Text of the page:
As one of this semester’s recipients of the Center for Teaching and Learning faculty grant, Assistant Professor of Geoscience David Kendrick was able to expand his paleontological “tool kit.”
The grant, available to faculty through the CTL each semester to help and support their creative and experimental projects with new learning initiatives within the classroom, enabled Kendrick to conduct greater experiments and employ new techniques in for his Geoscience 290: Paleontology course, keeping up with “the changing nature of the field.”
Specifically, the grant allowed Kendrick’s students to explore “real research,” examining their own hair samples for stable carbon isotope analysis. Students analyzed and interpreted the results of the isotopes measured, Kendrick says, “in light of their known diets, then compared those results with published archaeological and ethnological data showing changes in human diet over time and variations across cultures.”
In his grant proposal, Kendrick expressed hope that some faculty members might donate their own hair samples or samples from their children’s hair for a wide range of data, but didn’t anticipate the response he received once campus got wind of his project.
Once the class gathered the hair samples, they sent them out to a lab at the University of Maryland, where Kendrick’s colleague, Professor Jay Kaufman, is currently processing and measuring the stable carbon isotope ratios.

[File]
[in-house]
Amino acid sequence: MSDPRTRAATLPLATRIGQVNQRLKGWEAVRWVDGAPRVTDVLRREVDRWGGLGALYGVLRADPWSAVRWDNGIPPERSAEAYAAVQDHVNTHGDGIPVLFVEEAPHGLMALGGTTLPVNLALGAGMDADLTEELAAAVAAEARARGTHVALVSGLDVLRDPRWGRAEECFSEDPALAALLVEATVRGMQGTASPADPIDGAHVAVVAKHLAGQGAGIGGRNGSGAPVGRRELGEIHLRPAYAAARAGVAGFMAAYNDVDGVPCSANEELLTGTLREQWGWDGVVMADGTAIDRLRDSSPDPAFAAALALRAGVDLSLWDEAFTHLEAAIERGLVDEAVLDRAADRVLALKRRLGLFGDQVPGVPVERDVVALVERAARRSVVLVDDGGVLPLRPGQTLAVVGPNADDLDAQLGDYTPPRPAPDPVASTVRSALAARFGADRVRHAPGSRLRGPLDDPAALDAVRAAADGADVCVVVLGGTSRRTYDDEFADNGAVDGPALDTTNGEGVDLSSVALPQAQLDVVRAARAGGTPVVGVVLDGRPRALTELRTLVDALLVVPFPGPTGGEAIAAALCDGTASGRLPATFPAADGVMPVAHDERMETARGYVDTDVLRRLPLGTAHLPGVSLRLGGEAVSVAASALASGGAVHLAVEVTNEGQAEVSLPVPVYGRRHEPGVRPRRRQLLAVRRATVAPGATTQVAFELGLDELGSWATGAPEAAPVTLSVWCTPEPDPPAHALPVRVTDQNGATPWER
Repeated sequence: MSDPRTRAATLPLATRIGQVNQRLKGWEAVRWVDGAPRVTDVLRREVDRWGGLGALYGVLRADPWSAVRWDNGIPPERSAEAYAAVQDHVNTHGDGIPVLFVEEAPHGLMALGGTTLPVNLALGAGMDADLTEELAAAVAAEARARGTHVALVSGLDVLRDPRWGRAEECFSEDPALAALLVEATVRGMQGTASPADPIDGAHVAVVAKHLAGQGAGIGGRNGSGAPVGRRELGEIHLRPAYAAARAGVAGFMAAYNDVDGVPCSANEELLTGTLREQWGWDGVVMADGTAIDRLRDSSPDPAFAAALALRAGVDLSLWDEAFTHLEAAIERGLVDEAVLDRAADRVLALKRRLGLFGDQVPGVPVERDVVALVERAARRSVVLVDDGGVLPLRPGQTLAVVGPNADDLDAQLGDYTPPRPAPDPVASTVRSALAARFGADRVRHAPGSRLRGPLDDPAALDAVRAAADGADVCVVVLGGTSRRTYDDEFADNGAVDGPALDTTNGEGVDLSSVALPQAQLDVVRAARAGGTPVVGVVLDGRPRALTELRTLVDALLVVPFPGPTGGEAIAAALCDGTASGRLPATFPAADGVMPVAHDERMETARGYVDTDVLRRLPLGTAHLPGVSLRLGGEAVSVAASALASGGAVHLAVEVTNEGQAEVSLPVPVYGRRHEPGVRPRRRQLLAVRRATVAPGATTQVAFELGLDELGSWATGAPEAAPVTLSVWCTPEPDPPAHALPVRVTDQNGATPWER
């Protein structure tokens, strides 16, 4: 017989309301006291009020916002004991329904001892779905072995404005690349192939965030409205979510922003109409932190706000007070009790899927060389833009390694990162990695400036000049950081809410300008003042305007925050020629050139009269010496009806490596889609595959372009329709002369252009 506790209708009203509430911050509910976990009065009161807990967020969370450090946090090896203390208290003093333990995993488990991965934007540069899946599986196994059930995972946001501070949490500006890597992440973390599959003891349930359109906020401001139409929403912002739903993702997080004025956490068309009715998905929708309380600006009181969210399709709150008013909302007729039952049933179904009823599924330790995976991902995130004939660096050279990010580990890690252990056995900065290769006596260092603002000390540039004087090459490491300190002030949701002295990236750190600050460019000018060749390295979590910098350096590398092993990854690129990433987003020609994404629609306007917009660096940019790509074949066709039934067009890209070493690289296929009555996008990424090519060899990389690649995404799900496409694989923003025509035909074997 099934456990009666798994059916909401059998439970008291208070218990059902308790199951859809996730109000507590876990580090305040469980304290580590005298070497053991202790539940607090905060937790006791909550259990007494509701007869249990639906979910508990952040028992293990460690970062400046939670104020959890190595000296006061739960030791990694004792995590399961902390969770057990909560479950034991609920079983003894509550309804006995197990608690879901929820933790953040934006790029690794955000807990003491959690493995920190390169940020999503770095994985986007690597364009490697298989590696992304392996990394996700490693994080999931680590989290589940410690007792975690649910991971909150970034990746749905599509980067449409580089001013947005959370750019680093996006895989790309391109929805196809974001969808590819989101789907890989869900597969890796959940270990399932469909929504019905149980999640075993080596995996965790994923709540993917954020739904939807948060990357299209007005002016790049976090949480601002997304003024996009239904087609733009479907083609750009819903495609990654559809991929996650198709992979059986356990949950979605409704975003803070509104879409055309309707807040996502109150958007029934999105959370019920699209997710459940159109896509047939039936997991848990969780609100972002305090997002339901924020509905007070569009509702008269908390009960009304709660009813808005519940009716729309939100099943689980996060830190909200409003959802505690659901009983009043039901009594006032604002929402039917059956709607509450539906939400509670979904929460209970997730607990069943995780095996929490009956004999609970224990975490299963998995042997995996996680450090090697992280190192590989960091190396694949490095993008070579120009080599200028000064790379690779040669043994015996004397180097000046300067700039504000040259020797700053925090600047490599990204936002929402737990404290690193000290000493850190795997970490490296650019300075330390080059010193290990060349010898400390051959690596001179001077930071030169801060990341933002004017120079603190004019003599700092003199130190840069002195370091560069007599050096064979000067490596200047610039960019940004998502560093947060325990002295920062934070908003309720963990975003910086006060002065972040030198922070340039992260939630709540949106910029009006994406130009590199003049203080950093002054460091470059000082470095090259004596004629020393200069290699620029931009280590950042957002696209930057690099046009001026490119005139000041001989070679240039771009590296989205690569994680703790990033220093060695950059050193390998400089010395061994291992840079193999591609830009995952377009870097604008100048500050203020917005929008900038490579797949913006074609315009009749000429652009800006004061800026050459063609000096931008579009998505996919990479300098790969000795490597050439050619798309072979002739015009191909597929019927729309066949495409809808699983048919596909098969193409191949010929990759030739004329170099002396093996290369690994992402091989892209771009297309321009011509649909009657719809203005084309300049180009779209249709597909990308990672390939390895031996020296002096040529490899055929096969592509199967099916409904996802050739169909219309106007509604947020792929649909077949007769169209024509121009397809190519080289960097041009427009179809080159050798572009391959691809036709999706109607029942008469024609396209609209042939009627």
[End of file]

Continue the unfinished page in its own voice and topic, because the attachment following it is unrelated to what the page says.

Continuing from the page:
While they are processed, students are now focusing on the study of paleontology and considering how they will analyze the data: what differences to identify within the data, how to correlate their results with historical data about human diets.
As Kendrick emphasized, one of the main goals and broader implications of this project is to allow his students to “experience the actual process of science from posing hypotheses to interpret real data, rather than simply performing a ‘canned’ experiment.”
Kendrick says that while it may be difficult to work with real, unique data, it is important for them to analyze ambiguous results, in order to push students beyond their comfort zones. As he wrote in his last sentence of his grant proposal to the CTL, “I predict the study will provide a memorable and, perhaps, surprising learning experience, as well as be fun for all participants.”